Abstract Why is it that some democracies are able to effectively engage in secrecy and mobilize their forces privately, while others are unable to keep enough information secret to effectively carry out such an attack? Recent work by Colaresi (2014) suggests that a democracy's ability to keep information secret depends on its retrospective oversight institutions, which allow democracies to keep information secret in the present with the promise of revealing it to the public in the future. Though Colaresi (2014) finds that states with retrospective oversight have greater military spending, more support for military action, and more success in crises, to our knowledge there has yet to be empirical support for the argument that democracies with greater retrospective oversight can actually conduct foreign policy with greater opacity than those without retrospective oversight. In this research note we empirically explore this question, using data on private mobilizations by democracies with varying levels of retrospective oversight. This gives us greater insight into strategic military choices and shows how military effectiveness can be affected by political institutions. I would think that Mr. Khrushchev operating a totalitarian system, which has many advantages as far as being able to move in secret, and all the rest—there is a terrific disadvantage not having the abrasive quality of the press applied to you daily, to an administration, even though we never like it, and even though we wish they didn't write it, and even though we disapprove, there isn't any doubt that we could not do the job at all in a free society without a very, very active press. —John F. Kennedy, December 1962 interview with Sander Vanocur, NBC Despite conventional wisdom that autocracies have an inherent advantage in the use of secrecy in foreign policy, previous work on the relationship between transparency and secrecy, specifically Colaresi (2012, 2014), finds that democracy and secrecy can co-exist.1 Democracies’ retrospective oversight institutions (ROI) allow the public to give the democratic leader leeway to conduct policy in secret, with the expectation that this information will be made public in the future.2 This leads to some democracies, those with institutions such as freedom of information laws, being able to better engage in secrecy in foreign policy than others. Though Colaresi (2014) finds that states with retrospective oversight have greater military spending, more support for military action, and more success in crises, to our knowledge there has yet to be empirical support for the argument that democracies with greater retrospective oversight can actually be less transparent in conducting foreign policy than those with less retrospective oversight. In this research note, we empirically explore this question by studying the relationship between a democracy's level of retrospective oversight and its use of private mobilization in crisis.3 If Colaresi's (2012, 2014) argument is correct, we should find that not only is there variation in the willingness and ability of democracies to use secrecy but that this variation will depend on their institutional set-up. An example of an effective use of secrecy by a democracy is that of Israel during the 1956 Suez Crisis. Israel, with the support of the British and French governments, launched an attack against Egypt on October 29, beginning with IDF paratroopers seizing the Mitla Pass and continuing with two other battalions joining them within twenty-four hours to seize a variety of key Egyptian points along the Gulf of Suez. While the Egyptians were not surprised by the fact that Israel had chosen to attack, both the location and timing of the attack were indeed a surprise to them. Based on intentional deception by the Israelis, both the Egyptians and the Americans were expecting Israel to strike at the Israeli-Jordanian border (Knorr and Morgan 1983). In fact, Israeli intelligence intentionally bolstered this perception, with Israeli reservists being told that they were being mobilized as a response to Iraqi mobilizations into Jordan and stories being planted in the press about a potential incursion into Jordan (Betts 1982). This deception was achieved largely by involving only the smallest number of top Israeli leaders (as well as those of the British and French) in the planning of the attack (Bar-On 1989). Though in the 1950s FOI laws were uncommon in the international system (the United States’ Freedom of Information Act of 1966 was one of the first of its kind), Israel did indeed have some oversight institutions in place at the time (Berliner 2014). Israel's formal Freedom of Information Act did not pass until 1998, but its legislature, the Knesset, had some oversight powers in 1956. The Knesset was able to demand that the executive provide it with additional information through its committee system or in the full session of the body. As stated by Israel's penal code (Part II, Ch. 7, Article 4, Section 113), it is the Knesset's Foreign Affairs Committee that approves the designation of information as “secret information” and thus allows the executive to keep it from the public. This approval must be then made public through the Knesset's official legal journal, Reshumot (Laws of the State of Israel 1983). Though its committee system has had some inefficiencies, it is still a way in which the legislature has oversight power over the executive (Friedberg 2008, 2011, 2013). In contrast, there are cases in which democratic leaders could have used a private mobilization, and might have benefitted from doing so, but did not mobilize privately. Colaresi (2014), for example, points to the case of France in the interwar years of 1934 to 1939, which, faced with the German threat of the militarization of the Rhineland, failed to mobilize against the German army and adequately react to intelligence that showed increased German bellicosity. As Colaresi (2014) argues, the French government, which did not pass freedom of information laws until 1978, was facing a great deal of distrust from its civilian population when it came to military matters, and thus would have been unable to obtain the resources necessary to mobilize privately against the Germans. At the time, even a decision to extend military service from one to two years was controversial, and thus France found itself without enough forces to complement fortifications (the Maginot line) and counter potential German surprise attacks (Hughes 2006). In the remainder of this research note, we empirically test the theoretical relationship between retrospective oversight and transparency and the use of secrecy in conflict by democracies, as originally proposed by Colaresi (2012, 2012). In addition, this work contributes to the body of literature that identifies the institutional characteristics that affect the combat effectiveness of democracies (Reiter and Stam 2002, Avant 2007, among others). It thus provides further support for the study of conflict outcome determinants from an institutional approach. Democracy, Retrospective Oversight, and Secrecy Despite a significant body of literature showing that democracies are more likely to win the conflicts they fight (Lake 1992; Bennett and Stam 1996; Bennett and Stam 1998; Reiter and Stam 2002; Bueno de Mesquita et al. 2005), democracies have traditionally been thought to be at a military disadvantage in the effective use of secrecy (Almond 1956). Democracies are believed to have an increased level of transparency that can make it difficult for them to keep secrets from their population, the media, and eventually other states.4 One expectation is that when democratic states attempt to carry out secret military operations, they are not effective at them (Almond 1956).5 An alternate expectation is that given these transparency costs, democracies do not actually engage in transparency when it comes to national security matters (Desch 2002; Downes 2009; Schuessler 2010). There are a variety of reasons for why a state would choose to keep information secret, many of them relating to the military advantage that it can allow them. As argued by Colaresi (2014), secrecy can allow states to deceive their opponents and thus suppress their capabilities. Slantchev (2010) also provides a theoretical explanation for why states in a crisis have an incentive to “feign weakness” and not engage in costly signaling in order to maintain the strategic advantage that comes from mobilizing privately in the event of actual military force. He goes as far as to state that this places democratic regimes, which cannot hide their resolve, at a disadvantage in bargaining. Lindsey (2015) shows in a crisis-bargaining model that a consideration of military strategy helps in understanding why both strong and weak states have an interest in keeping information about military strategy and capabilities secret. Secrecy, as a force multiplier, can increase the combat capability of the side using it, as well as prevent the opponent from using its capabilities efficiently (von Clausewitz, cited in Betts 1982; Pilisuk 1984; Colaresi 2014). Further, secrecy allows leaders to preserve their ability to act during conflict without incurring audience costs from their populations, which allows them a broader range of options (Sagan and Suri 2003; Carson 2016). This is particularly true of democracies, which can face pressures from their publics to escalate a conflict (Carson 2016). Democracies can use secret policy actions in a way that conveys a signal to local allies and/or strategic adversaries without committing themselves. When states are transparent to their publics in sharing information about, for example, their militaries, the state's enemies in the international system are also able to acquire this information (Ben-Zvi 1976; Lai 2004). Thus, states incur what Colaresi (2014) refers to as transparency costs. Transparency costs refer to the fact that once states reveal information about a policy, that policy becomes less useful to them.6 Democracies have traditionally been found to be more transparent than autocracies (Hollyer, Rosendorff, and Vreeland 2011). If this is indeed true, and we accept that transparency costs exist, it is difficult to understand how it is that democracies are more effective at fighting conflicts than autocracies are (Reiter and Stam 2002). Colaresi (2014) resolves this problem by suggesting that executives in democracies do indeed classify information and keep it secret from their publics but that they can do so without losing accountability to the population. He argues that they do so through security accountability institutions, which allow the public to scrutinize the actions of the government in the future, even if in the present these actions are kept secret (some examples are freedom of information acts, investigative committees, and freedom of the press). Rosato (2003) similarly states that even though democracies are generally more transparent than autocracies, anecdotal evidence suggests that this does not prevent the use of secrecy. He argues that democratic politics still allow for secrecy during times of crisis and that expectations about transparency are dropped during wartime. This allows the government to mobilize their resources in secret while also giving the public the opportunity to later verify whether resources were indeed used for the intended purpose (Rosato 2003; Colaresi 2014; Fenster 2015; Birchall 2015). Beyond the first-mover advantage secrecy creates, it can thus allow the government to send a credible signal (through a mobilization) to certain actors (such as local allies or even adversaries with advanced intelligence capabilities) while also keeping it private from others, such as domestic or foreign publics (Sagan and Suri 2003; Hansen, Christensen, and Flyverbom 2015; Carson 2016; Carson and Yahri-Milo 2017).7 Though democracy has often been used as a proxy for transparency (Leeds and Davis 1997; Miller 1999; Schultz 1999; Mitchell and Prins 2004), previous work on transparency has shown that the two are not perfectly correlated and that even within democracies there can be variation in levels of external transparency (Bell 2013; Bell et al. 2014). There is also variation across democracies with regards to the amount of retrospective oversight institutions they have (Colaresi 2014). Thus, those states that do not have security oversight institutions will have to pay transparency costs in order to get their publics’ support for their foreign policies. Without a mechanism to hold the government accountable in the future and ensure that funds were not used in a way that violates the public interest, the public will not be willing to give the executive the resources needed to carry out a policy without a prior justification. In a democracy with retrospective oversight, the public is willing to give the executive the freedom to use secrecy to maneuver in foreign policy, knowing that if resources are misused, the public will find out about it in the future and punish the executive (Colaresi 2014). This leads to the conclusion that democracies that commit to reveal information to their publics in the future are able to conduct foreign policy with greater secrecy in the present. Thus, we expect that democratic states that have more retrospective oversight will be more able to use secrecy in foreign policy. Existing research has assumed this to be the case and drawn out implications of retrospective oversight on war outcomes, that is, success (Colaresi 2012, 2014). It is also important to consider the intermediate step of whether states with retrospective oversight have a greater ability to actually conduct their foreign policy actions in private. There are a number of foreign policy actions that leaders may see some advantage in conducting in private. We focus on the mobilization of forces. Private mobilization requires an effective use of secrecy, and we expect that democracies with more retrospective oversight will be more likely to mobilize privately. While mobilization for war is a rare event, it potentially has higher stakes than any other foreign policy action a state takes and is harder to hide than many other foreign policy actions. If retrospective oversight institutions provide the ability to mobilize in private, we should have some confidence that these institutions allow greater secrecy across foreign policy making. We thus derive the following hypothesis: H1: The more retrospective oversight a democracy has, the more likely it is to privately mobilize during a crisis. In the section that follows, we will empirically test this hypothesis using data on both the retrospective oversight of democracies and on private mobilizations during crises. Research Design Our sample consists of all crisis-directed dyads between the years 1970 and 1994 (these temporal restrictions are due to data availability of both our dependent and independent variables). We use data from the International Crisis Behavior (ICB) dataset to identify when a crisis occurs (Brecher and Wilkenfeld 1997). The ICB project defines a crisis as an event that produces “a heightened probability of military hostilities.” Because we use Lai's measure of private mobilization, we consider only crises that are not intrastate or intrawar.8 Even though we are modeling the choice of a single state to privately mobilize, we construct the dataset with a crisis-directed dyad unit of analysis (Hewitt 2003). This setup allows us to accommodate the directional aspect of private mobilization during crises. The crisis-directed dyad unit of analysis also allows us to take into account characteristics of not only the (potential) mobilizing state but also of the state that it is involved in a crisis with. The Dependent Variable, Private Mobilization Our dependent variable is the private mobilization of troops in crises, an indicator of an effective use of secrecy by the state. To measure private mobilizations, we use Lai's (2004) data on the actions taken by states during crises. He conceptualizes private mobilizations as the military preparations that a state takes for conflict and not for diplomatic purposes. Lai identifies whether private mobilization has occurred by looking for two specific behaviors in the crisis.9 First, a state is coded as privately mobilizing if it “does not make a verbal threat or claim and that same state attempts to conceal its mobilization or that state's crisis action is to attempt a first strike (221).” Second, a state is also coded as privately mobilizing if the “state's only crisis activity is to launch a military strike against the opposing state (221).” To code these actions Lai (2004) uses both the ICB data's case summaries, which were the ones used to create the full ICB dataset, as well as the secondary sources that are referenced in the ICB case summaries (Brecher and Wilkenfeld 1997). The variable is coded dichotomously, taking on a value of 1 in cases that experience private mobilization and 0 otherwise. Given our dichotomous dependent variable, we estimate a series of probit models, with the error terms clustered by country.10 Measuring Retrospective Oversight To measure retrospective oversight, we rely on the retrospective security policy information institutions (r-SPII) index created by Colaresi (2012). The dataset includes information on democracies (considered as states with a Polity score greater than 6). The index is a composite measure of the existence and implementation of freedom of information laws, legislative oversight (the existence and efficacy of legislative committees that investigate national security), and the Freedom House civil liberties measure (rescaled to 0–1, with higher values indicating more liberties). The index ranges from 0 to 1, with higher values indicating greater retrospective oversight (Colaresi 2012, 2014). Control Variables We include in our analysis a series of control variables that we expect to have an effect on a state's probability of engaging in private mobilization during crisis. Given that our theory is about separating the effects of retrospective oversight from those of democracy we begin by including a measure of regime type in our models: the Polity IV combined democracy-autocracy score (Marshall, Jaggers, and Gurr 2004). We also control for contiguity, as we should expect that privately mobilizing troops for longer distances will be more difficult (Starr and Most 1976). This is generated from the Correlates of War Direct Contiguity Data, version 3.1 and is operationalized as a dichotomous variable equal to 1 if two states are separated by 150 miles of water or less or by a land or river border (Stinnett et al. 2002). Given that there can be strategic reasons to mobilize in private given the relative strength of the states involved in a crisis, we control for state capabilities. Using both states’ Comparative Index of National Capabilities (CINC) scores, we also include a measure of relative capabilities (Singer, Bremer, and Stuckey 1972). This is operationalized as State A's capabilities over the capabilities of both states in the dyad. This can vary from 0 to 1, with low values indicating that State A is weak, and high values indicating that State B is weak. Finally, with the understanding that allied states will be less likely to engage in private mobilizations against each other, we include the COW alliance variable, indicating whether the two states in a dyad share any alliances (Gibler 2009). Results and Discussion Table 1 includes estimates from four models in which private mobilization is the dependent variable. Model 1 includes only the retrospective oversight measure as an independent variable, while in Model 2 we include all of the control variables. Table 1. Probit models: Retroactive oversight in democracies and private mobilization, 1970–94. (1) (2) (3) (4) Retrospective Oversight 0.277 0.895** (0.412) (0.420) Polity 2 Score, State A −0.0169 0.00490 (0.0247) (0.0316) Contiguous Dyad 0.551*** 0.558*** (0.163) (0.182) Alliance 0.0907 0.117 (0.0875) (0.0956) Power Ratio 0.174 0.280 (0.305) (0.321) Freedom of Information Index −0.721 −0.585 (0.814) (0.755) Legislative Oversight Index 1.036** 1.153** (0.490) (0.467) Civil Liberties Index 0.0258 0.0463 (0.0724) (0.114) Constant −1.721*** −2.587*** −1.910*** −2.946*** (0.157) (0.469) (0.414) (0.723) Observations 504 498 459 453 pr2 (1) (2) (3) (4) Retrospective Oversight 0.277 0.895** (0.412) (0.420) Polity 2 Score, State A −0.0169 0.00490 (0.0247) (0.0316) Contiguous Dyad 0.551*** 0.558*** (0.163) (0.182) Alliance 0.0907 0.117 (0.0875) (0.0956) Power Ratio 0.174 0.280 (0.305) (0.321) Freedom of Information Index −0.721 −0.585 (0.814) (0.755) Legislative Oversight Index 1.036** 1.153** (0.490) (0.467) Civil Liberties Index 0.0258 0.0463 (0.0724) (0.114) Constant −1.721*** −2.587*** −1.910*** −2.946*** (0.157) (0.469) (0.414) (0.723) Observations 504 498 459 453 pr2 Standard errors in parentheses. Two-tailed significance tests used: * p < .10, ** p < .05, *** p < .01. View Large Table 1. Probit models: Retroactive oversight in democracies and private mobilization, 1970–94. (1) (2) (3) (4) Retrospective Oversight 0.277 0.895** (0.412) (0.420) Polity 2 Score, State A −0.0169 0.00490 (0.0247) (0.0316) Contiguous Dyad 0.551*** 0.558*** (0.163) (0.182) Alliance 0.0907 0.117 (0.0875) (0.0956) Power Ratio 0.174 0.280 (0.305) (0.321) Freedom of Information Index −0.721 −0.585 (0.814) (0.755) Legislative Oversight Index 1.036** 1.153** (0.490) (0.467) Civil Liberties Index 0.0258 0.0463 (0.0724) (0.114) Constant −1.721*** −2.587*** −1.910*** −2.946*** (0.157) (0.469) (0.414) (0.723) Observations 504 498 459 453 pr2 (1) (2) (3) (4) Retrospective Oversight 0.277 0.895** (0.412) (0.420) Polity 2 Score, State A −0.0169 0.00490 (0.0247) (0.0316) Contiguous Dyad 0.551*** 0.558*** (0.163) (0.182) Alliance 0.0907 0.117 (0.0875) (0.0956) Power Ratio 0.174 0.280 (0.305) (0.321) Freedom of Information Index −0.721 −0.585 (0.814) (0.755) Legislative Oversight Index 1.036** 1.153** (0.490) (0.467) Civil Liberties Index 0.0258 0.0463 (0.0724) (0.114) Constant −1.721*** −2.587*** −1.910*** −2.946*** (0.157) (0.469) (0.414) (0.723) Observations 504 498 459 453 pr2 Standard errors in parentheses. Two-tailed significance tests used: * p < .10, ** p < .05, *** p < .01. View Large Once we control for all of the other factors that we expect to influence the probability of a private mobilization during crisis, the coefficient on the retrospective oversight coefficient is positive and significant at the .05 level. This finding is supportive of Hypothesis 1. Although, to our knowledge, there is no previous published research examining private mobilization as a dependent variable, the results on the control variables are somewhat surprising. First, it appears that the level of democracy is not statistically related to private mobilization. Second, neither military capabilities nor the existence of an alliance are statistically related to the decision to privately mobilize, once states find themselves in a crisis. Finally, dyads of contiguous states are more likely to experience a private mobilization. As described above, the r-SPII index is composed of three different elements (Freedom of Information Laws, Legislative Oversight, and Civil Liberties). We also try decomposing the index into its various components as a way to further understand what it is about retrospective oversight in democracies that allows them to effectively engage in secrecy in their foreign policy. In Models 3 and 4 of Table 1, we present the results of two more probit models. In Model 3, we include only the three different components of the r-SPII index as independent variables. In Model 4, we again include all of the control variables that are expected to have an effect on the probability of a private mobilization occurring. In both Models 3 and 4, the only component of the r-SPII index that achieves statistical significance is the Legislative Oversight Index. The coefficient for this variable is positive and significant at the .05 level. This is not surprising, as legislative institutions are likely in a more credible position to demand information from the executive at a later date compared to the ability of the public through FOI laws. Figures 1 and 2 show the predicted probabilities generated from the models estimated above, with 95 percent confidence intervals. Figure 1 shows the relationship between the full retrospective oversight scale and private mobilization (from Model 2), and Figure 2 shows the relationship between legislative oversight index and private mobilization (from Model 4). Both figures illustrate the expected positive relationship. In Figure 2, with legislative oversight set to its mean (.08), the probability of a private mobilization is 5.7 percent.11 A change from the mean level of legislative oversight to one standard deviation above the mean (.28) leads to an increase in the probability of private mobilization to 8.9 percent, an increase of 56 percent. An increase to two standard deviations above the mean (.48) of legislative oversight, increases the probability of private mobilization to 13.2 percent, more than doubling the probability compared to the mean level case.12 Figure 1. View largeDownload slide Retrospective oversight and private mobilization Figure 1. View largeDownload slide Retrospective oversight and private mobilization Figure 2. View largeDownload slide Legislative oversight and private mobilization Figure 2. View largeDownload slide Legislative oversight and private mobilization One potential issue to address regarding these results is the possibility that retrospective oversight institutions may be biasing our sample. In other words, it is possible that we are more likely to have information on secret actions carried out by democracies with ROI than by those without, while democracies without ROI may have carried out secret actions that are never known.13 While this is certainly possible, there are three factors that alleviate this concern for this particular study. The first is that our sample data end in 1994, which is more than twenty years from the writing of this manuscript. This means that even in democracies without ROI, it is most likely that enough time has gone by that most of these actions no longer represent a national security concern and have either been declassified by the government or investigated by the media. The second is that we restrict our analysis to private mobilizations of the state's military during crises, that is, the concentration of military forces in one area (Lai 2004). These are the types of actions that will certainly give a state a first-mover advantage in conflict but that are difficult to keep indefinitely concealed. As Carson and Yahri-Milo (2017) note, very few military mobilizations can actually be kept completely secret from all audiences (for example, local allies might observe the military mobilization). Private military mobilizations can be contrasted with other covert actions that could indeed be kept secret by democracies without ROI, such as covert special forces operations, assassination attempts, or secret alliances. Finally, it is also important to keep in mind that the implication of Colaresi's argument about ROI is not that democracies without ROI are immune to being transparent. Instead, it is argued that these governments are going to be expected by their populations to provide information about security activities as they happen. The democracies without ROI are expected to reveal information earlier than the democracies with ROI. ROI allows the democratic leader to hide information in the present with the promise to reveal information down the road. If we were analyzing a sample that included autocracies, this would be a bigger issue, as autocrats without ROI would be unlikely to ever have the information revealed. By focusing on the differences across consolidated democratic regimes, we believe this concern is diminished. Conclusion In our analysis we find that among democracies, states that have retrospective oversight institutions are more likely to use private mobilizations during a crisis. This is consistent with Colaresi's (2012, 2014) argument that retrospective oversight institutions allow states to avoid incurring transparency costs, and thus enables them to use secrecy effectively while engaging in foreign policy actions. Colaresi's (2012, 2014) previous work shows that democracies with retrospective oversight are indeed more effective at obtaining their desired goals in their international interactions. Yet his theoretical argument for why this occurs, that democracies with ROI are better able to use secrecy in their foreign policy, remains untested. In theory, retrospective oversight could lead to more successful avenues, for example, by making leaders more risk averse and less willing to embark on risky conflicts if they have to be held accountable to them in the future.14 This project, by showing a positive correlation between ROI and private mobilizations, provides support for Colaresi's (2012, 2014) theoretical argument and for the idea that some democracies are better able to perform in conflict due to their ability to use secrecy effectively. This research also has important implications for our understanding of the role that democratic politics play in crisis behavior. Transparency and democracy are concepts that are routinely conflated; with the assumption made that democratic states are uniformly transparent. The models estimated in this paper show that retrospective oversight institutions lead to transparency having its own independent effect on crisis behavior apart from democratic regime type. Another finding to note is that when we decompose the r-SPII index, the only component that has a positive and statistically significant effect on private mobilization is legislative oversight. Future work on the institutional characteristics that allow states to mobilize their troops in private can look more deeply into this relationship. Why is it that giving the legislature greater oversight power allows the executive to mobilize the military in private? Why is this effect greater than that of FOI laws? The evidence in this study consistently demonstrates that democracies with retrospective oversight institutions are more likely to engage in private mobilization than those democracies without ROI. This has important implications for studies of bargaining and crisis escalation. Lai (2004) tells us that states are likely to mobilize publicly when they are actually seeking to signal information and come to a bargained settlement, while private mobilization occurs when states give up on bargaining and seek an advantage in actual war fighting. Recent work by Carson (2016) and Carson and Yahri-Milo (2017) (as well as by Sagan and Suri 2003) suggests that, beyond the military first-mover advantage they provide, private mobilizations may actually send a costly signal to select actors (such as local allies and/or adversaries with advanced intelligence agencies), while also allowing leaders the option of avoiding audience costs and bargaining with an opponent without being forced into escalation by their domestic audiences. Democracies with retrospective oversight institutions may thus be better able to avoid the escalation of conflict by being able to bargain with an opponent free of domestic pressures stemming from audience costs. Retrospective oversight institutions thus serve to widen the scope of available options a democracy has during conflict. This work also points to several future research questions. If retrospective oversight indeed allows for greater secrecy in conducting foreign policy, we should observe democratic states with retrospective oversight institutions also engaging in other forms of secret behavior, such as secret alliances and secret basing negotiations. Further work can explore how it is that retrospective oversight affects these other forms of foreign policy behavior. In addition, future work may use a case study approach to study states before and after the implementation of retrospective oversight institutions and see if their use of secrecy in their foreign policy behavior changes. Carla Martinez Machain is an associate professor of political science at Kansas State University. She received her PhD from Rice University in 2012. Her research specializations include conflict outcomes, security policy, and military cooperation. She was the recipient of a 2017 Minerva Grant from the US Department of Defense. Sam Bell is an associate professor of political science at Kansas State University. He received his PhD from Binghamton University in 2009. His research examines the causes of political violence. His work has previously appeared in the Journal of Politics, International Studies Quarterly, and the Journal of Conflict Resolution, among other outlets. Footnotes 1 We define transparency following Bell (2013) as “the inability of government leaders to hide government processes, decision-making and events taking place within a state from external audiences.” 2 Following Colaresi (2014), we define retrospective oversight institutions as those that “empower actors outside of the executive with tools to investigate national security issues and publicize information” and “allow for investigations into previously secret information and to reveal executive abuses of secrecy powers” (2014, 9). 3 Following Lai (2004), we define private mobilizations as the concentration of military forces in one area without the knowledge of the opposing state. 4 There is not complete uniformity of thought on the effect that democracy and transparency have on secrecy. See Kam (1988) and Finel and Lord (1999) for alternate views. 5 One example that often is used to illustrate this point is that of the Associated Press reporting on the Bay of Pigs invasion even before it had taken place. 6 We note that in some cases states will have an incentive to keep information from their publics in order to avoid audience costs but will count on local allies and/or strategic rivals with “sophisticated intelligence capabilities” to observe these actions and thus rely on them as a costly signal of their resolve (Carson and Yahri-Milo 2017, 125). 7 Carson and Yahri-Milo (2017, 125) argue that “covert action is rarely completely secret,” as parts of an action such as a private mobilization can be observed by the intelligence apparatus of local allies and/or even rivals. States are thus able to use a private mobilization as a costly signal of their resolve while also not incurring audience costs, which would be particularly costly for democracies (Carson 2016). 8 These are the only cases that can take on a value of 1 for our dependent variable, because they are the only cases coded by Lai (2004). 9 In the analysis presented in Lai (2004), the unit of analysis is the crisis. We obtained the state-level data from Lai. This allows us to identify which state in a crisis engaged in private mobilization. 10 The results remain substantively the same when we cluster on the dyad. 11 All other variables were set to means and modes. All predictions were generated with margins command in Stata 15. 12 Figure 1 illustrates a similar set of substantive predictions. 13 We thank an anonymous reviewer for pointing this out. 14 We thank an anonymous reviewer for pointing out this observation to us. References Almond G. 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Foreign Policy Analysis – Oxford University Press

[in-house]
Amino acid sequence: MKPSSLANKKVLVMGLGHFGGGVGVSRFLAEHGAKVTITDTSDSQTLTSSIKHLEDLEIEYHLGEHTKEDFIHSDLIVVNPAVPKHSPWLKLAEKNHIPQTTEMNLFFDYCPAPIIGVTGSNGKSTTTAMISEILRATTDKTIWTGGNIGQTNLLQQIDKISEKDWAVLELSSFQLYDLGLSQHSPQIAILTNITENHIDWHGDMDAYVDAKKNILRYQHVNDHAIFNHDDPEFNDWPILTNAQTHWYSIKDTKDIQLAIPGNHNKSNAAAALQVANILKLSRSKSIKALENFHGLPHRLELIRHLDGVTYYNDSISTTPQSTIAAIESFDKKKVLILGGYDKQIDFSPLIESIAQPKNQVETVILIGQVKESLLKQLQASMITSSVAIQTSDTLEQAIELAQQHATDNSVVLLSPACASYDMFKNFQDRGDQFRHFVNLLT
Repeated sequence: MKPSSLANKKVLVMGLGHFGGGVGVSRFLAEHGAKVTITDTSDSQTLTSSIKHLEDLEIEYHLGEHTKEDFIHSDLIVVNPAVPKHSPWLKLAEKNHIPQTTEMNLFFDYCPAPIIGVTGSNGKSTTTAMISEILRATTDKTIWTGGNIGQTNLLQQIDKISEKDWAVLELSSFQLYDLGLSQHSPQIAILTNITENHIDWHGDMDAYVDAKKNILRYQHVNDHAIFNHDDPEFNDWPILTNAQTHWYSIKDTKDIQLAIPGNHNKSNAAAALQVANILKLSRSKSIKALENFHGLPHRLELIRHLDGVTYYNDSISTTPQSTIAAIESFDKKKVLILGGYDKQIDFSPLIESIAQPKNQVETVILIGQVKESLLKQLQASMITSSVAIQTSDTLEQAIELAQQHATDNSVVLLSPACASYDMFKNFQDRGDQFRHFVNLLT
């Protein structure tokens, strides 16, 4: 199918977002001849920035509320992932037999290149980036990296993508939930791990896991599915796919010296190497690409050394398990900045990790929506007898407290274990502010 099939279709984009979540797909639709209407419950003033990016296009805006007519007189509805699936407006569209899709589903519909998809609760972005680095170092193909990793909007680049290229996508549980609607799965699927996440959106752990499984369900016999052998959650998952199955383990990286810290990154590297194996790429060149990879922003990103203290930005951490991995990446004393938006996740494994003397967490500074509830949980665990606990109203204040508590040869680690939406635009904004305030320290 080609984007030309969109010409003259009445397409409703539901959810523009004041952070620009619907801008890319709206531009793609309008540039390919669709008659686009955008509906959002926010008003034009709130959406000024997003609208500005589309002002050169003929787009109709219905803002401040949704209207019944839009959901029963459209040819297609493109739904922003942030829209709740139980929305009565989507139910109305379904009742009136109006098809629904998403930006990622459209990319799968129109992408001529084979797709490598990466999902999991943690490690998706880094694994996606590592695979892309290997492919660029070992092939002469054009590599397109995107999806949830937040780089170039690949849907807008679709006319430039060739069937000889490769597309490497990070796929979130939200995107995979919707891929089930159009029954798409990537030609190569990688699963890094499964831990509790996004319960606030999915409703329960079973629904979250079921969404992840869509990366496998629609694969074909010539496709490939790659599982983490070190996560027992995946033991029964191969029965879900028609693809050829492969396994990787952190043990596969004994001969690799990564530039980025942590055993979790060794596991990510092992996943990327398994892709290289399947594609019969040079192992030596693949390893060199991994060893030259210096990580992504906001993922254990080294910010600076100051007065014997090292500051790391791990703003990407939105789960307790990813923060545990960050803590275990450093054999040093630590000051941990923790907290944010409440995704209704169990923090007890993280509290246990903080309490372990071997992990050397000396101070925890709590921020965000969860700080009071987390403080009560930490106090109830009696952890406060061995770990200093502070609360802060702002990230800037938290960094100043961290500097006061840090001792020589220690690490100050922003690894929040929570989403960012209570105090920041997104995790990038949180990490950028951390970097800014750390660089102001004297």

Published: Apr 30, 2018